So, seeing as it is late April that means that most of the colorguard world is still in a state of post-season depression. More specifically the colorguard world has sunk into a state of post-Dayton depression. WGI World Championships, affectionately called “Debbie” or simply “Dayton” is held in Dayton, Ohio every April. Hundreds of color guards come from all over the world, yes the world, to compete and to see what the rest of the world is made of. Today, I’m going to talk to you about what it’s like being at Dayton for a week.
To start with, Dayton week is probably to most nerve-racking yet exciting thing there is in the colorguard world. All of a sudden Facebook is covered in old throwback action shots, practices are more intense, and you’re loading up into vans, buses, planes, cars, whatever it takes to get to Ohio. Then you make it to Ohio and all of a sudden it’s Thursday: prelims day. You show up at whatever venue you’re performing at, the Dayton Convention Center, Nutter Center, Cintas Center, or if you’re world class University of Dayton Arena itself. Prelims are often a scary, silent blur. If you’re lucky enough to be A class you can probably hear a pin drop during your performance. But no matter what happens next you did it. You performed in Dayton, Ohio against the best in the country.
Next, is semifinal’s. If you make the cut to semi’s it feels just like prelims. Another blur of excitement and nervous energy. But finals are where another whole level of excitement happens. At this point it’s just about giving it everything you have while not overdoing it. It’s a fine line to balance on. Honestly the best part about making finals in Dayton is the finals retreat. This year was the first time I had ever personally been to finals retreat in Dayton and it was an experience I’ll never forget. This year, 2016, A class finals were held in the Nutter Center. The lights were turned out except for the spotlights that highlighted each guard as they walked out onto that floor for the final time. Everyone has ridiculous hats and beads and whatever else instructors could throw together. You’re packed in tight because every performer on every guard is on the floor together. The buzz is so palpable you can feel it in the air. But the real magic happens after scores are announced. When it’s all over and done, medals have been given out, and lives changed forever, the confetti canons go off. All of a sudden the sky is filled with glittering gold and silver confetti and it rains down on the performers. If there is any magic in the world we live in, I believe it exists in that moment. You have this ridiculously giddy feeling as you stand there, confetti landing everywhere and anywhere it can. Whether you’ve made 15th or 1st its incredible to know you worked hard enough and you were good enough to make it to the point where dreams come true.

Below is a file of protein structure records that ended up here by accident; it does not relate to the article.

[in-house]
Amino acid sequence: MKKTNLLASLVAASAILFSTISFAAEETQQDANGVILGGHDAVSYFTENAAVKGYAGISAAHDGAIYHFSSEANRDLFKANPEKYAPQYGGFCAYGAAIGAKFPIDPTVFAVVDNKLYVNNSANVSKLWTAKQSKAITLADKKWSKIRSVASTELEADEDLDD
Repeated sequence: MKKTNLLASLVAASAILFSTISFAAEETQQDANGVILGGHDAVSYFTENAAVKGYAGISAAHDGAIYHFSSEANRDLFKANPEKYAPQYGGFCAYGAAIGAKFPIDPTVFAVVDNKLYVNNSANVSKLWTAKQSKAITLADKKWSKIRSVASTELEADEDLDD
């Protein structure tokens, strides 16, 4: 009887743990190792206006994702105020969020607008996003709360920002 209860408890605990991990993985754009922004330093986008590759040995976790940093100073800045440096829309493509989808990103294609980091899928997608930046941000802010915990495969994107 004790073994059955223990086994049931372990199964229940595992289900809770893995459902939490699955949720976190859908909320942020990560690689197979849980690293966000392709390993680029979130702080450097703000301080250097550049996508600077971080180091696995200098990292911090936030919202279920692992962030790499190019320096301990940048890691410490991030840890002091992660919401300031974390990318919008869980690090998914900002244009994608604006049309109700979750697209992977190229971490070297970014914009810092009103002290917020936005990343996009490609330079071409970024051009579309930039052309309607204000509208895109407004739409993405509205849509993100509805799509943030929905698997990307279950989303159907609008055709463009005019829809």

Now, whether you make it to semis or even finals at some point you will walk into University of Dayton Arena and take it from me, there is nothing like watching colorguard in that arena. Whether you’re watching scholastic or independent, prelims, semis or finals it’s intense and absolutely mind-blowing. The seating goes a full 360 degrees and most of it is way higher than any high school gym you’ve ever been in. A guard pulls out their floor, uniforms (usually) glittering, and that WGI announcer gives you a show title that you’ll probably forget five seconds after you hear it. Then for the next five minutes you don’t have to think about anything but enjoying the show put on in front of you. And so goes the next however long you get the privilege of watching in the arena for, whether that’s for half an hour or several hours. You lose track of time in the arena. It’s like a bubble, giving you somewhere where nothing on the outside matters. All that matters is flags, rifles and sabre’s going into the air, props being set up an torn down at impressive speeds, and performers giving you everything they’ve got. Honestly there’s a little bit of magic in that too. The real world doesn’t have to matter and color guard can be your sole focus. As someone whose biggest passion in life lies in this sport of the arts, that makes all the difference in the world.
Honestly, I could go on forever about Dayton. I could tell you every last detail from the four years I’ve been. About how it’s different going as a high school senior and as a college junior. I could talk for a paragraph alone about the Dippin’ Dots line in UD Arena during world-class finals. But the best way to get the true Dayton experience, the purest way, is to go yourself. Even if your school or unit can’t afford to go and compete, go. Make it a vacation. Go see what Dayton is all about. Skip school. Call in sick to work. Those things can wait for one weekend. For one weekend get wrapped up in the excitement, in the awe, in the magic of WGI Finals in Dayton, Ohio.
Written by Kerri Seaman